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Another piece of data to have is reliable and accurate engine RPM. An Aetna tach is worth considering. This way you can have transmission safety shifting RPM at your disposal while maintaining thruster pressure. First things first though, chase the system down as Twistedtree suggests.

The popularity of electric thrusters is not without reason. The cost to convert to electric would be a nice back pocket item. Twistedtree is an expert in this regard given his well documented install on his GB. Knowing options is one thing, exercising quite another.
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Old 04-22-2015, 07:35 AM   #6
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I would check all the electrical connections to make sure they are tight and corrosion free. Switches, clutch, solenoids, etc.
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Old 04-22-2015, 07:39 AM   #7
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In a properly sized system you should not have to run another engine to achieve proper fluid flow to run your thruster. It's possible a bypass valve is sticking open a bit and you are not getting proper flow at all times.
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Old 04-22-2015, 07:43 AM   #8
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In a properly sized system you should not have to run another engine to achieve proper fluid flow to run your thruster. It's possible a bypass valve is sticking open a bit and you are not getting proper flow at all times.

Not with Nordhavns, I have multiple friends that either have to use they're second engine, generator or wing.
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Old 04-22-2015, 07:47 AM   #9
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Most docking is done at or near idle , and hyd pump output is RPM driven.

That's why some mfg will add a hyd pump to the noisemaker or get home engine or both.

After cleaning the electrics , it would be easy to raise the main engine RPM and see if you get the higher thrust.
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Old 04-22-2015, 08:22 AM   #10
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The popularity of electric thrusters is not without reason. The cost to convert to electric would be a nice back pocket item.
For what it's worth, I would never convert from a hydraulic thruster to an electric one. Hydraulic thrusters are generally more powerful, and best of all they never timeout due to thermal overload. To me, that's the Achilles' Heal of electric thrusters. If you use them too hard and too long, they overheat and shut down. But if you are using them long and hard, it's because you REALLY need them, yet that's exactly when they shut down and set you adrift.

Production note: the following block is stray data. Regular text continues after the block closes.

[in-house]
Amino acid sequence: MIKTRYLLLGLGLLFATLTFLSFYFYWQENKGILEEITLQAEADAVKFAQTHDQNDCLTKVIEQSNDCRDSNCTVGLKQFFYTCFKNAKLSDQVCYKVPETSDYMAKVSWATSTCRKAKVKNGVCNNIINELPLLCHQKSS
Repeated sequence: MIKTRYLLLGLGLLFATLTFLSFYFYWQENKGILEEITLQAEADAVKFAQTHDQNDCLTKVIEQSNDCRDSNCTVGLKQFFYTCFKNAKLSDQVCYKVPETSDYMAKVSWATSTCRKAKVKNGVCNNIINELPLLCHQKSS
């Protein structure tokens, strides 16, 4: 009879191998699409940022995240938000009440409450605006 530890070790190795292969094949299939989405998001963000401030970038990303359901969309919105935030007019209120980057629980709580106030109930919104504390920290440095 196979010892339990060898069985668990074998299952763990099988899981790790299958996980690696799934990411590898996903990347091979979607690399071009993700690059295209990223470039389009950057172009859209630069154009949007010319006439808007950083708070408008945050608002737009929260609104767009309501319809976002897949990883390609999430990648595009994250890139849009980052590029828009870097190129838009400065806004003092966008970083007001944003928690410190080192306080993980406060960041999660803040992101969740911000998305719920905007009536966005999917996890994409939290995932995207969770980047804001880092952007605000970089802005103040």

Whether it's worth the extra cost for hydraulic thrusters depends on lots of factors, but if you have then, keep them. At least that's my view.
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Old 04-22-2015, 08:30 AM   #11
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Not with Nordhavns, I have multiple friends that either have to use they're second engine, generator or wing.
Ditto here. I went through all this with ABT engineering when we were specifying our boat's hydraulics. With just the main engine pump, which is huge by the way, I can get most of the power from one thruster, but not full power. And running both thrusters pretty much doesn't work. You need to alternate back and forth. So we have a second pump on the gen set. Interestingly, the gen set pump is 1/2 the displacement of the main engine pump. The greater RPMs of the gen set makes a huge difference and allows for the smaller pump.

Now if you had twin engines with pumps on both, then powering both thrusters might be possible.

It sounds like Britannia has a single thruster, so it's possible he has just one pump. It will be interesting to see. But either way, even with one or two pumps, it doesn't explain his come-and-go performance.
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Old 04-22-2015, 10:10 AM   #12
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It sounds like Britannia has a single thruster, so it's possible he has just one pump. It will be interesting to see. But either way, even with one or two pumps, it doesn't explain his come-and-go performance.
Lots of great responses - thanks. Yes I have a single thruster with single pump off the main. The problem is indeed intermittent, which is why RPMs aren't the issue - and as I mentioned before, raising the RPMs did not help when the problem occurred.

Electrical could be an issue for sure - I will try to track this down. A stuck regulator valve affecting pressure also sounds like a possible candidate. Either of these could be intermittent.

I will try to replicate myself and get some accurate pressure readings when I reproduce the problem at the dock again this week.

I intend to stick with hydraulics - the thruster can run at 27HP all day long without any overheating.

Thanks again

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Old 04-22-2015, 10:23 AM   #13